“Mount Everest was an impossible dream for an 8-year-old kid, but now we are on our way to achieve the goal within two years and will attempt it in 2019,” he added.

While the mountaineer community has welcomed the feat, some have raised concerns about safety of kids at such altitudes. However, Selena’s father, a fitness trainer, believes he has trained his daughter physically and takes special care of her diet. “At age nine, she is way more fit than a casual 20-year-old,” he csaid.

Selena through her summits, wishes to inspire young kids to, “Aim high, work hard and achieve your goals.”

About Shimshal Valley 

Shimshal is nestled deep in Hunza Valley, sharing a border with China’s Xinjiang region. It is a beautiful mountainous village located in Gojal, and the highest settelment in Hunza-Nagar District, in Gilgit-Baltistan. It lies at an altitude of 3,200m above sea level. The total area of this valley is approximately 3,800 km2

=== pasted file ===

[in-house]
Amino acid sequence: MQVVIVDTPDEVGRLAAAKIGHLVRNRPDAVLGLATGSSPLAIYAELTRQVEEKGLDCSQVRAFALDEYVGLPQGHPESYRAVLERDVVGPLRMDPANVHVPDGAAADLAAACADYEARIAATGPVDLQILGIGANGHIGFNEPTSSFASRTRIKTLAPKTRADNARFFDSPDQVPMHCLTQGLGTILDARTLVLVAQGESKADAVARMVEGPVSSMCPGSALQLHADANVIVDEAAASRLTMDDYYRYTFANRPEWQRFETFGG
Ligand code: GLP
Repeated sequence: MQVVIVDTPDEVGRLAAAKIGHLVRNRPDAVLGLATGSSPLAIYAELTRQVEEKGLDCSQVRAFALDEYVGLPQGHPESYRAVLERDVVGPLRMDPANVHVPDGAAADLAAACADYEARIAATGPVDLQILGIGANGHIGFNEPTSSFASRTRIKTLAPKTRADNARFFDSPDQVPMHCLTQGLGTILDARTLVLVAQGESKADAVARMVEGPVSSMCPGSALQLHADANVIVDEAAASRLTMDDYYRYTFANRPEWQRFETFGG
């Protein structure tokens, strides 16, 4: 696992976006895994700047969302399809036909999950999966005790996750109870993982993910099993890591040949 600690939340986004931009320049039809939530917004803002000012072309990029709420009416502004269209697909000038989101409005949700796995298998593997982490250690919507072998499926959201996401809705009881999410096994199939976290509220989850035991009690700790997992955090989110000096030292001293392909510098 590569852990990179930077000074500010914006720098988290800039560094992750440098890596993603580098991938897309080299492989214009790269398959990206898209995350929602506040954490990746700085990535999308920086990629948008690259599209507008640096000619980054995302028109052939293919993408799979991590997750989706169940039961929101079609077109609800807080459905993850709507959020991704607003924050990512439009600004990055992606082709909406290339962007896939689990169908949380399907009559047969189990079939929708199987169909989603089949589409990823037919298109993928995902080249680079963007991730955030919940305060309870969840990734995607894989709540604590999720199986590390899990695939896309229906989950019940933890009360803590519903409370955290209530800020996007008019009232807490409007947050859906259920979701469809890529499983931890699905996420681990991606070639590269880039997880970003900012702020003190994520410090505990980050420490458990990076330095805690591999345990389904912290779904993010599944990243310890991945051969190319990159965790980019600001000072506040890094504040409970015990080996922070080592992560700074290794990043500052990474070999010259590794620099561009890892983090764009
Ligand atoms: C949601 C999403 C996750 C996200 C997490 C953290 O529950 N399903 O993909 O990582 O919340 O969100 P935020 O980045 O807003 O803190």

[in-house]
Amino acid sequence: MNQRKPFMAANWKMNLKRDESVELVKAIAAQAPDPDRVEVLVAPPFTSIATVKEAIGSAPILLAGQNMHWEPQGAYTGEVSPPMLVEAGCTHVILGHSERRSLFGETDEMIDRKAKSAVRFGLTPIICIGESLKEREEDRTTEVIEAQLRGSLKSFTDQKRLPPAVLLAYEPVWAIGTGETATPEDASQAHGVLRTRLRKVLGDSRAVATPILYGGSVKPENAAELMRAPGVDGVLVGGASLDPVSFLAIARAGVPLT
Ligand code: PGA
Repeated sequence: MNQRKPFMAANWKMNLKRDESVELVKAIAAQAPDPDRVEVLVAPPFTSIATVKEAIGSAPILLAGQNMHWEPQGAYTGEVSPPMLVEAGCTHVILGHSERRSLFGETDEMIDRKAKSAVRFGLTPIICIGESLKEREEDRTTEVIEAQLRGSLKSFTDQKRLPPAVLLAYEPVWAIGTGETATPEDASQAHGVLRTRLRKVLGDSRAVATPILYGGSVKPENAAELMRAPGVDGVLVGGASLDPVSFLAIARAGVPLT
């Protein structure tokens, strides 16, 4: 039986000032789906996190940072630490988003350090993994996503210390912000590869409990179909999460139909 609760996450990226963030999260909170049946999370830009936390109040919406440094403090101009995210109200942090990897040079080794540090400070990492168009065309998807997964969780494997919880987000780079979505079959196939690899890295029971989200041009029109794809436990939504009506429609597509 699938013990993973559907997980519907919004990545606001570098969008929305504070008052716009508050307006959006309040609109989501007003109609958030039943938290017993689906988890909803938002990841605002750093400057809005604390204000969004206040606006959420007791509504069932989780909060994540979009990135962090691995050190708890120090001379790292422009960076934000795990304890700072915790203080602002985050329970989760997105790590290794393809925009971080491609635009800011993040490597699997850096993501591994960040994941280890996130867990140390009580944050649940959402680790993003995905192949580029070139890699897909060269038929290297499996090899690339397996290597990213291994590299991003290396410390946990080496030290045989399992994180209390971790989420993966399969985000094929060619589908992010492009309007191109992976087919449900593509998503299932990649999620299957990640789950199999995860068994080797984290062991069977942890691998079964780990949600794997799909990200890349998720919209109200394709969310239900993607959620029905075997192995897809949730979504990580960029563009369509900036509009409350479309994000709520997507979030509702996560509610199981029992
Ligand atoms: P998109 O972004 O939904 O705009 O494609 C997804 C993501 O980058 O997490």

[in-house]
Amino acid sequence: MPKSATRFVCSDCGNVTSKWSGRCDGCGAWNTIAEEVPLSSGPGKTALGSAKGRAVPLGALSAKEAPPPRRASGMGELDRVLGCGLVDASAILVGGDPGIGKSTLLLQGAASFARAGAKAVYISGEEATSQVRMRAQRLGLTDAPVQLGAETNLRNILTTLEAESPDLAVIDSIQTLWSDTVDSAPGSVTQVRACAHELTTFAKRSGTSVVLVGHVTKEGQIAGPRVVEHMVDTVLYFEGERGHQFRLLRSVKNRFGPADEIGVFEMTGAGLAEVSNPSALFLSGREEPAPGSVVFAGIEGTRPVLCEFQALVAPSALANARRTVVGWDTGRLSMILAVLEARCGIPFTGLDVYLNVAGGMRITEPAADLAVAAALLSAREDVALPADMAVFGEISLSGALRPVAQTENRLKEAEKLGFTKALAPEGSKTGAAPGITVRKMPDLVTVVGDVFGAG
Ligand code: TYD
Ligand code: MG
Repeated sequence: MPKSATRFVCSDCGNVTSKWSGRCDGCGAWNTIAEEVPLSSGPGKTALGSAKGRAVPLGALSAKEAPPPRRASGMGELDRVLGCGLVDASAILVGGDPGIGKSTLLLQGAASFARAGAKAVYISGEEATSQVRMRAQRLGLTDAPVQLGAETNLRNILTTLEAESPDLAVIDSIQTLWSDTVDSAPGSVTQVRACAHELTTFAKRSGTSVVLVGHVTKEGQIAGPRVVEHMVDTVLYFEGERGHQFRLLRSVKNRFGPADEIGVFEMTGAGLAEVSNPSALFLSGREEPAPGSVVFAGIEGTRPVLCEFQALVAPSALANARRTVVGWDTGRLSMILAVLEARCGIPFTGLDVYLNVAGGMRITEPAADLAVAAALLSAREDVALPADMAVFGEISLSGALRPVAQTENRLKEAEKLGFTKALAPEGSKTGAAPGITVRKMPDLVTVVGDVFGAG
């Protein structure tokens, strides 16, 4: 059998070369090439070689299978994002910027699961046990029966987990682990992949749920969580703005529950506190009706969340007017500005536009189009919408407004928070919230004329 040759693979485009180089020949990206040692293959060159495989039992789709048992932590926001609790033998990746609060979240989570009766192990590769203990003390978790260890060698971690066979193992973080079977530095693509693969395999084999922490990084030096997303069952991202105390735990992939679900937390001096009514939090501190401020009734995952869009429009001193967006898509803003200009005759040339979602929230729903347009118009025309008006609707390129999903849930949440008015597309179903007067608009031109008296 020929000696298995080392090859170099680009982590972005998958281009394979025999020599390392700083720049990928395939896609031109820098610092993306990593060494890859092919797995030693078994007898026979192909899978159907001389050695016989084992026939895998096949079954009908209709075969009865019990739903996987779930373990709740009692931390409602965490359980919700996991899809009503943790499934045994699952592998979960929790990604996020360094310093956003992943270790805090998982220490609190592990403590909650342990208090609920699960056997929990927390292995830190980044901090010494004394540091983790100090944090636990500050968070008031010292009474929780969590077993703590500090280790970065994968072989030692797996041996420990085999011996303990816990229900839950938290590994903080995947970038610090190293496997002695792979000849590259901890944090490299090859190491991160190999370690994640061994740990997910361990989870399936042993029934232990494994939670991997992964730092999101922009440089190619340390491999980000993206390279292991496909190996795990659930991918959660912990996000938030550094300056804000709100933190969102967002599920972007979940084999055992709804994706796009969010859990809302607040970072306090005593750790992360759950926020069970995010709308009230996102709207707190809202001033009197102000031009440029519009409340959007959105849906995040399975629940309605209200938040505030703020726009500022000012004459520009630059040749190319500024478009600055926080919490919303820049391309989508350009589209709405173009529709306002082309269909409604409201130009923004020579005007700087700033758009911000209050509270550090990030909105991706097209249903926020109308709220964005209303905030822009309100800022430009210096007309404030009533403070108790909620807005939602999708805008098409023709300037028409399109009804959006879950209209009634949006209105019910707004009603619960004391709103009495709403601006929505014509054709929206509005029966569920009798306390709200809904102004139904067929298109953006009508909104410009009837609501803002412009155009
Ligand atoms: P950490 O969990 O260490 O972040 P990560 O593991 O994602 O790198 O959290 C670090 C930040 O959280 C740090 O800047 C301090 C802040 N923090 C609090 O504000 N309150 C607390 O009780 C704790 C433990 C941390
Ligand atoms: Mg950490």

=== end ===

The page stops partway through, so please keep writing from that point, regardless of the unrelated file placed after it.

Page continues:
It is the largest village of Hunza valley. Its mighty mountains, gigantic passes, amazing glaciers, fertile landscape, and lush green fields are comparable to none. The largest herds of yaks, sheep and goats in its vast pasture lands; Shimshaal Pamir, Gujerav, Yazghail and Loopghar are a major fascination for tourists. The beautiful Shimshaal Pamir lake attracts many tourists toward it. The Lok Versa Museum of Shim-shal has some rare antiques, artifacts, musical instruments, and daily life items made from wood show cases the creativity and rich history of local community. Don’t miss visiting this heritage museum whenever you are around

Shimshal Lake from Minglik Sar (June 2012) --

Shimshal Lake from Minglik Sar (June 2012)

Not an easy place to reach, the road to Shimshal passes through a narrow, winding gorge, which is surrounded by dangerous peaks. It is inhabited by animals including the Blue Sheep and Marcopolo. The valley is reachable in small vehicles on an unpaved, narrow road. The road’s winding design, providing stunning panoramic views, is very curvy and fun for a leisurely ride, so it pays to take it slow. For half of the way, the road is on a man-made ledge hundreds & hundreds of feet above the river, on the near vertical side of the gorge. As you approach Shimshaal look for a glimpse of Adver Sar (6400m), also known as Shimshal Whitehorn.